Ok, we all know to backup. But, backup is not the point here. Backup is a fail-safe measure like renters insurance. What Adobe did was release an upgrade that contained a bug that caused the destruction of data that it should never have. That's like a homeowner who rents a house that he knows is on a sinkhole. Adobe admitted online that this bug erased files not even remotely associated with the cache folder. So, regardless if the user backed up his work, Adobe is at fault. That said, he still has to prove it in court. And, I'm sure he'll be backing up his work from now on.

Oof ouch..
Which reminds me, better check on my backups

Christian Gloor's picture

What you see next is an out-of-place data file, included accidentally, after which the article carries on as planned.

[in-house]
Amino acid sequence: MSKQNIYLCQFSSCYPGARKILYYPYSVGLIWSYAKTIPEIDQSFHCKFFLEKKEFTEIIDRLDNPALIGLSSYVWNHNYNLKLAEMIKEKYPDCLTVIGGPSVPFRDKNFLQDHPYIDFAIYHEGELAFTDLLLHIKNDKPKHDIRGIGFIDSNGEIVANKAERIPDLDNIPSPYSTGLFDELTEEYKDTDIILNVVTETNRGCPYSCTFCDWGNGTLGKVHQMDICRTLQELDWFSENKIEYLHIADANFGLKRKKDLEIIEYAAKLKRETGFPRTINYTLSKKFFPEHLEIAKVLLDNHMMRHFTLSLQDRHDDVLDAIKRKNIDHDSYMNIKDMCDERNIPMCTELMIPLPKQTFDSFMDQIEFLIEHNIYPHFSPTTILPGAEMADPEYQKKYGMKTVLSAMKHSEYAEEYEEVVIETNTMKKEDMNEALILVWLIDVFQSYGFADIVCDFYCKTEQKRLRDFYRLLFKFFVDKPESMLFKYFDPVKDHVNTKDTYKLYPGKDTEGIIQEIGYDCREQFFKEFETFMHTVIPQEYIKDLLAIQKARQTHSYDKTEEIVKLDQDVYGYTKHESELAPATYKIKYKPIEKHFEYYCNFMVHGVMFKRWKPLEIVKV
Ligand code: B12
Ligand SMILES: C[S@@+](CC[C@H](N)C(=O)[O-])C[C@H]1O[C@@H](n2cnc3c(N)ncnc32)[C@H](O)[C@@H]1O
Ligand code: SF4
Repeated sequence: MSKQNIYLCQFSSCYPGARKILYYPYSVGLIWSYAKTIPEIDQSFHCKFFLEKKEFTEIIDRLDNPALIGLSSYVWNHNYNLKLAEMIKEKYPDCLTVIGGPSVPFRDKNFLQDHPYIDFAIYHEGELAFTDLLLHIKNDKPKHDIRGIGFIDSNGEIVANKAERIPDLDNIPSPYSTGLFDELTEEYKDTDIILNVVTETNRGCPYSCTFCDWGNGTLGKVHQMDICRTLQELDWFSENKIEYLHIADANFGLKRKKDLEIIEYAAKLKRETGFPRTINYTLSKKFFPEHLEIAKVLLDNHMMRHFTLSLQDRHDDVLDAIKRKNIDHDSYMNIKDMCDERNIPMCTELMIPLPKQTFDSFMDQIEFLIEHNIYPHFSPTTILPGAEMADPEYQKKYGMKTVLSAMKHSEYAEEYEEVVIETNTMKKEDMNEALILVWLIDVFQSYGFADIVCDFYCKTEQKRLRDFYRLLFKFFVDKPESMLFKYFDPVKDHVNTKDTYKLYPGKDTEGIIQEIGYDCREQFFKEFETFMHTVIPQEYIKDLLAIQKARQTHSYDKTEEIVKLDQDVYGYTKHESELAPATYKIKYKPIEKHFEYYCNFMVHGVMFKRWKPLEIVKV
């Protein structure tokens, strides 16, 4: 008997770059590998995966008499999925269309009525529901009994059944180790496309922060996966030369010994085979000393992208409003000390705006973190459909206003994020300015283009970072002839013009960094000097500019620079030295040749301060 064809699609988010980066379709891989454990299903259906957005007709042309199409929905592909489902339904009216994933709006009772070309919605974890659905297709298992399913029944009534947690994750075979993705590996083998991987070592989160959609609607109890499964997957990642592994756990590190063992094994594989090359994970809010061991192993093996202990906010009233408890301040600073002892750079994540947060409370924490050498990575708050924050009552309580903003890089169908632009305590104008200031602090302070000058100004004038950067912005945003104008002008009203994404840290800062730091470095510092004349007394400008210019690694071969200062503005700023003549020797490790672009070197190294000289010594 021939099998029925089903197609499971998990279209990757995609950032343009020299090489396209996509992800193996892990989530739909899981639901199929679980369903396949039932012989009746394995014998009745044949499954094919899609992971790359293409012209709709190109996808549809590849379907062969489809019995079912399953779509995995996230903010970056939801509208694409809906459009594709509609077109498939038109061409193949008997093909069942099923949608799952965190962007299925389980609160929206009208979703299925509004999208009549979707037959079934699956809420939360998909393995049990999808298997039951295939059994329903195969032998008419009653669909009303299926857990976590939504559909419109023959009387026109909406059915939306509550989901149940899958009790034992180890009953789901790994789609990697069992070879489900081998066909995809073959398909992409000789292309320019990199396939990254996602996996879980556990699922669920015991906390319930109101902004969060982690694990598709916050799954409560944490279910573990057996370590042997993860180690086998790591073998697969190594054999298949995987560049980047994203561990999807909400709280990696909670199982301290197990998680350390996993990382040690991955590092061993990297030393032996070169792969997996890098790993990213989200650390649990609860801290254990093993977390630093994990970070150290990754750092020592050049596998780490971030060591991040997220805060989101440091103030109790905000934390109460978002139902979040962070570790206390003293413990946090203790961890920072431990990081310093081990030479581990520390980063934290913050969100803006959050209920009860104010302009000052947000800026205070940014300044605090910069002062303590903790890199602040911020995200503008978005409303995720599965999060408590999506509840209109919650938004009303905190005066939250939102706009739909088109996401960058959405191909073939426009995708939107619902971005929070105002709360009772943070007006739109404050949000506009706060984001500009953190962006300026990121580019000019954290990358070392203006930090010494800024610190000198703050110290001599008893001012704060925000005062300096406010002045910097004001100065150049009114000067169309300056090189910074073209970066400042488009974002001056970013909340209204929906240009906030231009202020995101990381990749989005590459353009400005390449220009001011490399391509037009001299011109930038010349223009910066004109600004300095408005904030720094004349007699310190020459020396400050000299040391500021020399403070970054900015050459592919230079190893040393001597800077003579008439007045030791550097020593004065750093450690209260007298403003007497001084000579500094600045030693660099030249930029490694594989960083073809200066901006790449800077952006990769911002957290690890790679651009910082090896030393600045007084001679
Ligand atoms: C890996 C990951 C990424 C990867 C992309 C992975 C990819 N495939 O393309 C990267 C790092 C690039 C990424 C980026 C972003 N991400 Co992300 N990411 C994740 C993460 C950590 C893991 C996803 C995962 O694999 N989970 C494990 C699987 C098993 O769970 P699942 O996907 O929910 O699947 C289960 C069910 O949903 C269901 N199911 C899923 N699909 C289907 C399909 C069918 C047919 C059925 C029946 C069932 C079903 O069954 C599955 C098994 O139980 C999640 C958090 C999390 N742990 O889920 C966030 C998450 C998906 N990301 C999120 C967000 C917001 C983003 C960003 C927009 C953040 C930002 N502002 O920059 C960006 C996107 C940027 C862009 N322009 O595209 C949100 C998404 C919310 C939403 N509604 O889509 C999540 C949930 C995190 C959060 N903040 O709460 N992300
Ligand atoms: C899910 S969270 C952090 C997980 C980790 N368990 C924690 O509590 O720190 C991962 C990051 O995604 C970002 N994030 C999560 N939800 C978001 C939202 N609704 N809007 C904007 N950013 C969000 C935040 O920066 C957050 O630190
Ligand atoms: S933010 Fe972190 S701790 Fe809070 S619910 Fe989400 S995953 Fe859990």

There are many ways to lose your files. Hardware failure, user error (more often than not) and of course, software bugs. All of these could be prevented with proper backup which should be just another part of your job as a professional photographer or videographer.
Suing the software company for the time you lost to recover your files and projets, fair enough.
Suing them because you were not smart enough to take elementary precautions in the first place is just ridiculous.

Well that is bad. But if that guy didn't have a backup of everyhing, he wasn't very smart either.

Felipe Abarca's picture

Man, this is on him for loosing that much data, 100,000 video clips and in one location; this is just gross incompetence and lack of professionalism, I don't do any professional filming but I got 2 online backups, plus data replicated on 2 NAS locally for all the pictures an videos that I do for my family

On another note, I'm not really surprise, I'm IT and see this everyday on multiple businesses, they see backups as an expense instead of business continuity.